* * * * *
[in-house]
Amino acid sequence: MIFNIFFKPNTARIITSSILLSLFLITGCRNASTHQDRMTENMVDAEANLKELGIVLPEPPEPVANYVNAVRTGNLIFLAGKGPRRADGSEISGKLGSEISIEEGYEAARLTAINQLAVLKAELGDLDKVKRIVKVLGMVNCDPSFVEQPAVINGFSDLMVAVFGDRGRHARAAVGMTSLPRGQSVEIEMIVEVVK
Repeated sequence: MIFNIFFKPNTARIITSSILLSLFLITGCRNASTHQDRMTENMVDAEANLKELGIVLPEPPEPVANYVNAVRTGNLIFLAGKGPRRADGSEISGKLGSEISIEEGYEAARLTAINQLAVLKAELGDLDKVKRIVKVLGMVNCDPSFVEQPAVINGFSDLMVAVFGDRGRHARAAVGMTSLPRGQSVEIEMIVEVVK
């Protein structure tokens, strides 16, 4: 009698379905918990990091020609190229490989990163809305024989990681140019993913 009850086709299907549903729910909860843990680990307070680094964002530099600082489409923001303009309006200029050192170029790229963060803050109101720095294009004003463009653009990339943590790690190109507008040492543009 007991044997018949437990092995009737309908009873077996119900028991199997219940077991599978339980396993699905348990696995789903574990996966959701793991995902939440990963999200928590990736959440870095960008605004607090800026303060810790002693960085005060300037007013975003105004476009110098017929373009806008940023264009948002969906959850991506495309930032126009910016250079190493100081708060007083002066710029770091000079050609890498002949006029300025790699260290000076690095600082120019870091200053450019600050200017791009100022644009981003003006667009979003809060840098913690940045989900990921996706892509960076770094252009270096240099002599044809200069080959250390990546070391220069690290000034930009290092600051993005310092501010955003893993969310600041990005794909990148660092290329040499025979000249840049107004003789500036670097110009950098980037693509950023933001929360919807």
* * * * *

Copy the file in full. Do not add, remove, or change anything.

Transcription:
[in-house]
Amino acid sequence: MIFNIFFKPNTARIITSSILLSLFLITGCRNASTHQDRMTENMVDAEANLKELGIVLPEPPEPVANYVNAVRTGNLIFLAGKGPRRADGSEISGKLGSEISIEEGYEAARLTAINQLAVLKAELGDLDKVKRIVKVLGMVNCDPSFVEQPAVINGFSDLMVAVFGDRGRHARAAVGMTSLPRGQSVEIEMIVEVVK
Repeated sequence: MIFNIFFKPNTARIITSSILLSLFLITGCRNASTHQDRMTENMVDAEANLKELGIVLPEPPEPVANYVNAVRTGNLIFLAGKGPRRADGSEISGKLGSEISIEEGYEAARLTAINQLAVLKAELGDLDKVKRIVKVLGMVNCDPSFVEQPAVINGFSDLMVAVFGDRGRHARAAVGMTSLPRGQSVEIEMIVEVVK
């Protein structure tokens, strides 16, 4: 009698379905918990990091020609190229490989990163809305024989990681140019993913 009850086709299907549903729910909860843990680990307070680094964002530099600082489409923001303009309006200029050192170029790229963060803050109101720095294009004003463009653009990339943590790690190109507008040492543009 007991044997018949437990092995009737309908009873077996119900028991199997219940077991599978339980396993699905348990696995789903574990996966959701793991995902939440990963999200928590990736959440870095960008605004607090800026303060810790002693960085005060300037007013975003105004476009110098017929373009806008940023264009948002969906959850991506495309930032126009910016250079190493100081708060007083002066710029770091000079050609890498002949006029300025790699260290000076690095600082120019870091200053450019600050200017791009100022644009981003003006667009979003809060840098913690940045989900990921996706892509960076770094252009270096240099002599044809200069080959250390990546070391220069690290000034930009290092600051993005310092501010955003893993969310600041990005794909990148660092290329040499025979000249840049107004003789500036670097110009950098980037693509950023933001929360919807």